“I am in a long-term relationship with a student and it has been interrogated by GEO and subsequently declared under the previous policy.”
by Shandukani Mulaudzi and Caro Malherbe
Wits has pledged to undertake a multidimensional approach to issues of sexual harassment on campus by formulating a special task team initiated by the vice chancellor’s office. These measures and others were announced today at a press conference called to make the findings of an independent inquiry into issues of sexual harassment at Wits University.
Vice chancellor Prof Adam Habib said he takes full responsibility for the abuses that happened at Wits and that the report highlights the failure of the university’s system to address rumours and allegations decisively.
Habib added that the university welcomes the recommendations and will form a Senior Executive Team to start a plan of action on how the issue of sexual harassment will be dealt with, in line with the culture of the institution.
Special Task Team
The special task team will originate from the VC’s office and comprise various experts from within the university including gender specialists, the transformation office, sexual harassment advisors, legal expertise and student representatives.
Habib said student representatives will not be solely from the SRC but from various sectors of the student body.[pullquote align=”right”]“The inquiry was one of the most difficult tasks for the whole team to undertake because we were dealing with our own university. But it was important and totally worth it.”[/pullquote]
Difficulties of investigation
Prof Bonita Meyersfeld, the director of the Centre of Applied Legal Studies at Wits was part of the team who compiled the report together with lawyers from law firm Norton Rose. She said this was one of the most difficult inquiries to undertake.
“The inquiry was one of the most difficult tasks for the whole team to undertake because we were dealing with our own university. But it was important and totally worth it.”
Meyersfeld said students and members of staff were initially reluctant to speak to them but in the last two months of the inquiry they were more willing to come forward.
“The emotion involved in both students and staff alike is evident throughout the university and administration. Students felt they were not listened to and not taken seriously.”[pullquote align=”right”]”There were other perpetrators discovered during the inquiry.”[/pullquote]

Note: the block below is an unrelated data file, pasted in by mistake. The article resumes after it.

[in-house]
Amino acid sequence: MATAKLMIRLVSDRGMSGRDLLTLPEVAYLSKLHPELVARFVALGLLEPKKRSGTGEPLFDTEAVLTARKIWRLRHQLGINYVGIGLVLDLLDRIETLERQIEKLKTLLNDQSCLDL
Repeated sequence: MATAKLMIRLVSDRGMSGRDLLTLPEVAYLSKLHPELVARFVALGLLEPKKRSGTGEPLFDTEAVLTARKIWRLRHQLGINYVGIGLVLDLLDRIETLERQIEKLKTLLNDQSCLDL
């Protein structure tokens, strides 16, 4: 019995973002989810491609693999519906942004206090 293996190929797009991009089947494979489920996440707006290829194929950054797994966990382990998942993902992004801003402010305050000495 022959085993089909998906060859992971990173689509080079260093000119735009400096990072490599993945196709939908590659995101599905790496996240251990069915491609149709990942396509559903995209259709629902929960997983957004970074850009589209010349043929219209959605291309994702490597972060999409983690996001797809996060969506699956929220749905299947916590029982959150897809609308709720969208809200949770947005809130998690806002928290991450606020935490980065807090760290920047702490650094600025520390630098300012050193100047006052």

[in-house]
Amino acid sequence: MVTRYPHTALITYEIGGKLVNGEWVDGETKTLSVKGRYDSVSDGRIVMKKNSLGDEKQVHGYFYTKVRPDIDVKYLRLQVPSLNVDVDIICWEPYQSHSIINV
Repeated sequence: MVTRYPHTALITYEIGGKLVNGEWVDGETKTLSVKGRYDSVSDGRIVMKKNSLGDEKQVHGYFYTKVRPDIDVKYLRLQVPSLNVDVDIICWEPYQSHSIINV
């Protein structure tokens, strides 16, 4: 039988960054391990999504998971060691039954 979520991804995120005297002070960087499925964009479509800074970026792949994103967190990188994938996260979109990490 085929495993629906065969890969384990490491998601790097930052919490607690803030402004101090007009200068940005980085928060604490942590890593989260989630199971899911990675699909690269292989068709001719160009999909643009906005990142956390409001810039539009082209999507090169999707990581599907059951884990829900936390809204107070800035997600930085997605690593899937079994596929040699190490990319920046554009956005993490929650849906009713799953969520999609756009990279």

Meyersfeld said the students were also worried about following the legal process as they were worried about being re-traumatised by speaking to various entities about the same incident.
Members of staff, although they shared the same sentiments also worried about the threat posed to their careers if they came forward.
Two cases have already been dealt with and the accused persons have been dismissed. Habib said there are two other cases that are on-going.
“Two have been dismissed and another who began investigations will hopefully be released to me tomorrow. The fourth is yet to begin.”
Meyersfeld said while there were other perpetrators discovered during the inquiry. However cases were dealt with on a confidential basis and unless students asked for their accusations to be pursued, they were not.
Habib added: “We pursued various other avenues to get to the bottom of it [new cases]. But in those instances our findings yielded no further investigation.”
Habib thanked the media for blowing the whistle on issues of sexual harassment as this forced the university to take immediate action.
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INTERNATIONAL relations lecturer Dr Lord Mawuko-Yevugah has been placed on special leave following an investigation.Social Sciences head of school Prof Shahid Vawda said Mawuko-Yevugah had been put on leave about two weeks ago and would “be back as soon as the investigation is over”.
Vawda could not confirm the details or the nature of the investigation. He said he had not recieved formal confirmation of the nature of the allegations or the investigation.
Vawda said the investigation could be in relation to any form of misconduct such as sexual harassment, racial discrimination or gender-related issues.
He told Wits Vuvuzela to approach the Wits legal office for any further information or comments regarding the investigation.
Wits Vuvuzela was unable to reach the Wits legal office for comment. The communications office referred the paper to Wits employee relations.
Director of Employee Relations, Elaine Milton, said she could not rule out that the pending investigation was unrelated to sexual harassment. Milton referred further questions to the legal office.
When contacted Mawuko-Yevugah said he was on “personal leave” due to ill health since his return to the country from his trip to Ghana.
“I don’t know how long I will be away for but I will be back,” said Mawuko-Yevugah.
Administrative officer for the international relations department, Hilda Potgieter, said Mawuko-Yevugah “had taken personal and family leave”.
Potgieter said a contingency plan had been implemented to ensure students did not miss lectures and were not inconvenienced by Mawuko-Yevugah’s sudden absence.
“New lecturers have been assigned,” said Potgieter.
Mawuko-Yevugah is one of at least four lecturers who have been put on special leave by the university in the past two months, pending investigations.
Following Mawuko-Yevugah’s sudden absence, social science students were left confused and approached Wits Vuvuzela to express their concern.
Mawuko-Yevugah who teaches international relations subjects to undergraduates, postgraduates and Wits Plus students, joined Wits University in June 2011. He holds a PhD from Alberta University in Canada, with a specialisation in international and comparative political economy.
Wits Vuvuzela. April 13, 2013: Wits staff in sexual harassment inquiry.